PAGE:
Evidence implicating Ramaphosa not swept under carpet, Judge Zondo assures Brian Molefe
Former Eskom boss Brian Molefe on Tuesday expressed concern that his evidence implicating President Cyril Ramaphosa may have been swept under the carpet at the state capture inquiry.
Evidence leader advocate Pule Seleka omitted the part about Ramaphosa during his recap of Molefe’s testimony in January when he appeared at the commission for the first time.
This led to Molefe protesting to commission chairperson justice Raymond Zondo that implicating a president was no matter that could just be swept under the carpet.
Molefe, during his testimony in January and repeated on Tuesday, said Ramaphosa was providing political protection to Optimum because he was a shareholder when he was deputy president of the ANC.
Zondo moved to assure Molefe that all those implicated in his controversial opening statement, including the president, had been served notice for their responses.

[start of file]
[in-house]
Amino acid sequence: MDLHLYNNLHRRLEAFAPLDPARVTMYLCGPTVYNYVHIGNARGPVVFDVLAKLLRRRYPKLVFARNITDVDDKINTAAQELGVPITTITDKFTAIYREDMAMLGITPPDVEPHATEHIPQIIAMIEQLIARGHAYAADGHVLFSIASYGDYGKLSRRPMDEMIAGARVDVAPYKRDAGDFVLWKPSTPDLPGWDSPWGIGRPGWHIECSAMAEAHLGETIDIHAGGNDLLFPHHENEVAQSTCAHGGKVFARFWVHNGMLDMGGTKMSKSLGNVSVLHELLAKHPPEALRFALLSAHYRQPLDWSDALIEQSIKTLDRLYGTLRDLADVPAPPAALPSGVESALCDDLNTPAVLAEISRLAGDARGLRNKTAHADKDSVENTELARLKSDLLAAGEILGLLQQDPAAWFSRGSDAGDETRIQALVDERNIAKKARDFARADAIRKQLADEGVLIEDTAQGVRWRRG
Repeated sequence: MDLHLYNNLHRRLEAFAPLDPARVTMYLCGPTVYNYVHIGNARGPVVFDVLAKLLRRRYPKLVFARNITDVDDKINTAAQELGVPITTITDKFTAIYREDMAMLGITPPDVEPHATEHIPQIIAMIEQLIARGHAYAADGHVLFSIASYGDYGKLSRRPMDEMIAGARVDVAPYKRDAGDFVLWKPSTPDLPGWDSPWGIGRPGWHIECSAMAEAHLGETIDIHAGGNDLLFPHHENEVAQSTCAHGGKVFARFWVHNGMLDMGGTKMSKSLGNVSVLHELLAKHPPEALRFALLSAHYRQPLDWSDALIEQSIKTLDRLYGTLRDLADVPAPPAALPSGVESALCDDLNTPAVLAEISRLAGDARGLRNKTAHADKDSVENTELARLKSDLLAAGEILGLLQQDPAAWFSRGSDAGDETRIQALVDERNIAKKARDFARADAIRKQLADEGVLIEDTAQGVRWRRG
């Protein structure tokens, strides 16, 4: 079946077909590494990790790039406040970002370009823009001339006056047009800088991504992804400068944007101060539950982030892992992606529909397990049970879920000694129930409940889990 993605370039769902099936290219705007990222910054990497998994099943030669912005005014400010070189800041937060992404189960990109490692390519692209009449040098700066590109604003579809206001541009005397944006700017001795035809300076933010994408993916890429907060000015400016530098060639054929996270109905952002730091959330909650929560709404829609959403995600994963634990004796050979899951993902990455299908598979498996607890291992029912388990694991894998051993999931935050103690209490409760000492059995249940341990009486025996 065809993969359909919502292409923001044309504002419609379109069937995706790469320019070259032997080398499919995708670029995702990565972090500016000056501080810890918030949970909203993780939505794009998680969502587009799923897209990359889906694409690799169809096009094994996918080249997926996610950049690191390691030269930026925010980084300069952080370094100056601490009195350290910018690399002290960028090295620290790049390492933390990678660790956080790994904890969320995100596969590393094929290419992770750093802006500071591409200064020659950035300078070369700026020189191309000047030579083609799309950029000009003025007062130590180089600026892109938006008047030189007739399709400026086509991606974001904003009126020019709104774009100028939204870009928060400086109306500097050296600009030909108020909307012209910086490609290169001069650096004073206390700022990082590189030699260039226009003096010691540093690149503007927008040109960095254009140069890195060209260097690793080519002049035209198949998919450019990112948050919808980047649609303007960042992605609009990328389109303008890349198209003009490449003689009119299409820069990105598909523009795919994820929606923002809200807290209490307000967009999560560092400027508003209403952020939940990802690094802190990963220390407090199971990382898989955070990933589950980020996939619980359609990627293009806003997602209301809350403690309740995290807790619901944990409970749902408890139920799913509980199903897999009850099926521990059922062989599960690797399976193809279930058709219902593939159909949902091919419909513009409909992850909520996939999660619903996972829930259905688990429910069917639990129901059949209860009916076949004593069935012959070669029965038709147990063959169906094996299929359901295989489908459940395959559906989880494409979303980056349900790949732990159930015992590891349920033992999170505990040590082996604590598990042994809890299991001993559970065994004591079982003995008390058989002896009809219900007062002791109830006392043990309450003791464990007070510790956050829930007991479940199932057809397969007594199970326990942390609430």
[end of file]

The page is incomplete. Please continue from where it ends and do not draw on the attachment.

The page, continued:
Complained Molefe: “Just as we are recapping, I just want to remind the chairperson that I made a statement making substantive allegations to the extent that Glencore had been trying to extort R8bn from Eskom.
“And the current president had been made a shareholder in Optimum because Glencore and Optimum are the centre of what happened at Eskom.
“I am saying this now because while we were recapping this was not mentioned. I hope that it is not being swept under the carpet and being forgotten conveniently.”
Zondo said the commission would not ignore Molefe’s evidence.
“I am surprised that you think it may be swept under the carpet because you said it publicly. And you know that when a witness says something that implicates somebody, that person is given a copy of the statement to have a chance to respond,” said Zondo.
“I do know that your statement that you made was sent to people who were implicated in it, so there is nothing that is being swept under the carpet.”
Molefe insisted that he believes he was being crucified for having stopped the Glencore-owned Optimum coal mine from “bankrupting Eskom”.
According to him, it was “illegal” for Optimum to expect Eskom to up coal prices four times, especially since there was an existing contract between the two parties which had three years remaining at the time of Optimum's proposal for a new price.
“What Optimum was putting on the table was illegal and preposterous because we had an existing agreement until the end of 2018. Optimum were in the position that they were in because in 2012 when they bought the company, they did not do due diligence.”
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